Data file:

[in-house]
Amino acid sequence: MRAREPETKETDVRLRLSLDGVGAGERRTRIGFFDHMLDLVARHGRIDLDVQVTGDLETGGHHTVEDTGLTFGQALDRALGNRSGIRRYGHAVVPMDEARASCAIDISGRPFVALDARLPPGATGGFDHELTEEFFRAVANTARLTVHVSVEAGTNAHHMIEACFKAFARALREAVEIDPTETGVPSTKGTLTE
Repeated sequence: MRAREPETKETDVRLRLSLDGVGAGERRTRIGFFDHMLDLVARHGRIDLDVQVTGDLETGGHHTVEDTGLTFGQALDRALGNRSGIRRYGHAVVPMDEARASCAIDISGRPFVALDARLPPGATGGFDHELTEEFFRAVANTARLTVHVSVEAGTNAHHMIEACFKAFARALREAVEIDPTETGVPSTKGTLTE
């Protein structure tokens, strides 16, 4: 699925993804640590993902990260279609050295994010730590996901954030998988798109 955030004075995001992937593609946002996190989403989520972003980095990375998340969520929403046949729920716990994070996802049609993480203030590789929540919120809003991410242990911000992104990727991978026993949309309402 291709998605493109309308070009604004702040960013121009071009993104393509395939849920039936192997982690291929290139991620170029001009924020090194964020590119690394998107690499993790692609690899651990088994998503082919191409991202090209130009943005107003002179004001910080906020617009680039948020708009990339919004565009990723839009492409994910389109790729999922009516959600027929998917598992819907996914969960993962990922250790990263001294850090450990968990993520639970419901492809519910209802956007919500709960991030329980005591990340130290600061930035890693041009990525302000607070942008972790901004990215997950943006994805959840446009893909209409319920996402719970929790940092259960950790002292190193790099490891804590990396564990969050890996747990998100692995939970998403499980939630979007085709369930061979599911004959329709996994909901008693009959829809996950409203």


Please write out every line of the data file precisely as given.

[in-house]
Amino acid sequence: MRAREPETKETDVRLRLSLDGVGAGERRTRIGFFDHMLDLVARHGRIDLDVQVTGDLETGGHHTVEDTGLTFGQALDRALGNRSGIRRYGHAVVPMDEARASCAIDISGRPFVALDARLPPGATGGFDHELTEEFFRAVANTARLTVHVSVEAGTNAHHMIEACFKAFARALREAVEIDPTETGVPSTKGTLTE
Repeated sequence: MRAREPETKETDVRLRLSLDGVGAGERRTRIGFFDHMLDLVARHGRIDLDVQVTGDLETGGHHTVEDTGLTFGQALDRALGNRSGIRRYGHAVVPMDEARASCAIDISGRPFVALDARLPPGATGGFDHELTEEFFRAVANTARLTVHVSVEAGTNAHHMIEACFKAFARALREAVEIDPTETGVPSTKGTLTE
């Protein structure tokens, strides 16, 4: 699925993804640590993902990260279609050295994010730590996901954030998988798109 955030004075995001992937593609946002996190989403989520972003980095990375998340969520929403046949729920716990994070996802049609993480203030590789929540919120809003991410242990911000992104990727991978026993949309309402 291709998605493109309308070009604004702040960013121009071009993104393509395939849920039936192997982690291929290139991620170029001009924020090194964020590119690394998107690499993790692609690899651990088994998503082919191409991202090209130009943005107003002179004001910080906020617009680039948020708009990339919004565009990723839009492409994910389109790729999922009516959600027929998917598992819907996914969960993962990922250790990263001294850090450990968990993520639970419901492809519910209802956007919500709960991030329980005591990340130290600061930035890693041009990525302000607070942008972790901004990215997950943006994805959840446009893909209409319920996402719970929790940092259960950790002292190193790099490891804590990396564990969050890996747990998100692995939970998403499980939630979007085709369930061979599911004959329709996994909901008693009959829809996950409203």